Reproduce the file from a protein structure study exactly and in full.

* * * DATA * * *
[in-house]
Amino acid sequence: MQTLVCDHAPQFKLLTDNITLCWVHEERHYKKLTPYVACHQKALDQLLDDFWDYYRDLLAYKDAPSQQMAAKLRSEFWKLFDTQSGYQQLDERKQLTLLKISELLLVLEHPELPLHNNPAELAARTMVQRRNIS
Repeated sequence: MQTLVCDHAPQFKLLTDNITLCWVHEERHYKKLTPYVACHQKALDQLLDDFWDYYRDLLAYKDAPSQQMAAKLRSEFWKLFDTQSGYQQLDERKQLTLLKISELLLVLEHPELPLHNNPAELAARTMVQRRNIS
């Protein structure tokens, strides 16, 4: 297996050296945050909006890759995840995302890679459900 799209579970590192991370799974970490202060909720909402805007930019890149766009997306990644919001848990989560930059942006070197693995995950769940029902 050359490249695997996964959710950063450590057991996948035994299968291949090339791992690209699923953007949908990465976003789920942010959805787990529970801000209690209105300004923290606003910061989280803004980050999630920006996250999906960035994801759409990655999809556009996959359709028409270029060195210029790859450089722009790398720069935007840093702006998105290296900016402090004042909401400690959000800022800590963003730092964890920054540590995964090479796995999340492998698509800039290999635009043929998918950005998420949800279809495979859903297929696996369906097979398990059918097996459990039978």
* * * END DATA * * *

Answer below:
[in-house]
Amino acid sequence: MQTLVCDHAPQFKLLTDNITLCWVHEERHYKKLTPYVACHQKALDQLLDDFWDYYRDLLAYKDAPSQQMAAKLRSEFWKLFDTQSGYQQLDERKQLTLLKISELLLVLEHPELPLHNNPAELAARTMVQRRNIS
Repeated sequence: MQTLVCDHAPQFKLLTDNITLCWVHEERHYKKLTPYVACHQKALDQLLDDFWDYYRDLLAYKDAPSQQMAAKLRSEFWKLFDTQSGYQQLDERKQLTLLKISELLLVLEHPELPLHNNPAELAARTMVQRRNIS
């Protein structure tokens, strides 16, 4: 297996050296945050909006890759995840995302890679459900 799209579970590192991370799974970490202060909720909402805007930019890149766009997306990644919001848990989560930059942006070197693995995950769940029902 050359490249695997996964959710950063450590057991996948035994299968291949090339791992690209699923953007949908990465976003789920942010959805787990529970801000209690209105300004923290606003910061989280803004980050999630920006996250999906960035994801759409990655999809556009996959359709028409270029060195210029790859450089722009790398720069935007840093702006998105290296900016402090004042909401400690959000800022800590963003730092964890920054540590995964090479796995999340492998698509800039290999635009043929998918950005998420949800279809495979859903297929696996369906097979398990059918097996459990039978």